I have to admit, marching and dancing are not the first thing that comes to my mind when listening to this piece. But I do feel a sense of both completion and beginning, with the performance. I feel as if I've come a long way since I first dug my violin out of the back of the closet almost 6 years ago. This performance had its flaws, as they all do, but it was marked by much less anxiety than I used to feel before playing anything solo, and a new appreciation for and comfort with the full range of pitches that the violin is capable of. The pianist who accompanied me, one of the music directors at church, is also a music professor, and it was a pleasure to be talking to him in rehearsal about interpretation, as a fellow musician rather than as a greenhorn student. That idea, moving beyond the notes into finding an interpretation, is the area where I feel I'm just beginning. Finally beginning.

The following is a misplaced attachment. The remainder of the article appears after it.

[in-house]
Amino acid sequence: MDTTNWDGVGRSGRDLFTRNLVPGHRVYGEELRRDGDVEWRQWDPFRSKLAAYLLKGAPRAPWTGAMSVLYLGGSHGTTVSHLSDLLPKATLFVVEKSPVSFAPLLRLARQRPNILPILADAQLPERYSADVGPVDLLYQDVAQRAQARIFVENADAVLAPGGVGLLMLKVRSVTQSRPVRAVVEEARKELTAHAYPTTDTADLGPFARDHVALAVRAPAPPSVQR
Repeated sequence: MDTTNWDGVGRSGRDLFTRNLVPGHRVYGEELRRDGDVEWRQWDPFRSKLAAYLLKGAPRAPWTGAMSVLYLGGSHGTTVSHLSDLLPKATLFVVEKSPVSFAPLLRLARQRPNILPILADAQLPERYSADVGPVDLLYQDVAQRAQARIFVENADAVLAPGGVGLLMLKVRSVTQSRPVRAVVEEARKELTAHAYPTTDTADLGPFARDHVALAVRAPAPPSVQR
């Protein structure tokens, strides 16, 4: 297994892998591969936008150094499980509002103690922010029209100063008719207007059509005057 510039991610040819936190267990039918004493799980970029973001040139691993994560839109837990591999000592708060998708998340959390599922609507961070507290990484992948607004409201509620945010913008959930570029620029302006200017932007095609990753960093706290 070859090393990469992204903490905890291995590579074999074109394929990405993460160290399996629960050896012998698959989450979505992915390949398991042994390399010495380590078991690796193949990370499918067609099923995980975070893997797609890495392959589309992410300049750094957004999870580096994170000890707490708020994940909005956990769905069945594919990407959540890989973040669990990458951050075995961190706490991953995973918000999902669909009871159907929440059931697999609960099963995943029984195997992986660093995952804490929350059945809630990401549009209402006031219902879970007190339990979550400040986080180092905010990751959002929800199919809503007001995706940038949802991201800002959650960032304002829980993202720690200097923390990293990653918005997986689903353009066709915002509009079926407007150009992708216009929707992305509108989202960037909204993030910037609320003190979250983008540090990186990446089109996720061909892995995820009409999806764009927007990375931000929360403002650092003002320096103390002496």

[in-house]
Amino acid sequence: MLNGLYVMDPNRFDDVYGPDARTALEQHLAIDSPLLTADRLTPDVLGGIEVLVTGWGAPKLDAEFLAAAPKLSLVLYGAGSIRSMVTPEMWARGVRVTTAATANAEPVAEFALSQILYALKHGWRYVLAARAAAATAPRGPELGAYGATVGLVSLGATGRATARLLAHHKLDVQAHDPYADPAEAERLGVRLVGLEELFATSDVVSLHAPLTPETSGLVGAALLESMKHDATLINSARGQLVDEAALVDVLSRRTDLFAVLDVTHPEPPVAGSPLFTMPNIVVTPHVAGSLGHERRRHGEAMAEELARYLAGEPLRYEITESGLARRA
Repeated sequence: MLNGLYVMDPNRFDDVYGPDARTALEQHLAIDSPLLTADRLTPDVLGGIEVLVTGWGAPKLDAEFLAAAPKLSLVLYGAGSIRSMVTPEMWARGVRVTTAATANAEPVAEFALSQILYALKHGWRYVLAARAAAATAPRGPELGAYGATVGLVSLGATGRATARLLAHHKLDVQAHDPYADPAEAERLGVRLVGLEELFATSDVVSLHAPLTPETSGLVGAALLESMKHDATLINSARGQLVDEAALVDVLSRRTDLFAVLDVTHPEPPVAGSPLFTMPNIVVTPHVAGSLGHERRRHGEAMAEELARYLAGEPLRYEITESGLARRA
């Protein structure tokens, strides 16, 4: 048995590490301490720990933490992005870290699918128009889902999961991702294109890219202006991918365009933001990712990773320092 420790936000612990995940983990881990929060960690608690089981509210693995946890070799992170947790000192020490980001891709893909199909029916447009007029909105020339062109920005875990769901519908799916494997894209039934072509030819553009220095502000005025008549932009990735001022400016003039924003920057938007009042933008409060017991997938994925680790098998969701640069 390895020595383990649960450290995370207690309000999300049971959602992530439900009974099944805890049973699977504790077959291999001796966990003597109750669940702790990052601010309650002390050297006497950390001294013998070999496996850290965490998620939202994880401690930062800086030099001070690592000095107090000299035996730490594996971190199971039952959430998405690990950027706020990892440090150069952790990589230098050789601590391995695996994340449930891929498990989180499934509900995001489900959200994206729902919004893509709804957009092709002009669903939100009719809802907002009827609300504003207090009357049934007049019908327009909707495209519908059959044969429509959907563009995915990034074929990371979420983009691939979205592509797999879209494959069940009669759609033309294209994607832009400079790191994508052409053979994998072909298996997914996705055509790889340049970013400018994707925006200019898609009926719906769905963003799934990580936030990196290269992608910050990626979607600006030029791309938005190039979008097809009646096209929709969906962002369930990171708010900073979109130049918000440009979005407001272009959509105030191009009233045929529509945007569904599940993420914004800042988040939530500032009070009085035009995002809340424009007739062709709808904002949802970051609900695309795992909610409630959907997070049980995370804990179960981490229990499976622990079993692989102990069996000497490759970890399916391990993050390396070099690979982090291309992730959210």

This article has been archived and is no longer accepting comments.
Violinist.com is made possible by...
Discover the best of Violinist.com in these collections of editor Laurie Niles' exclusive interviews.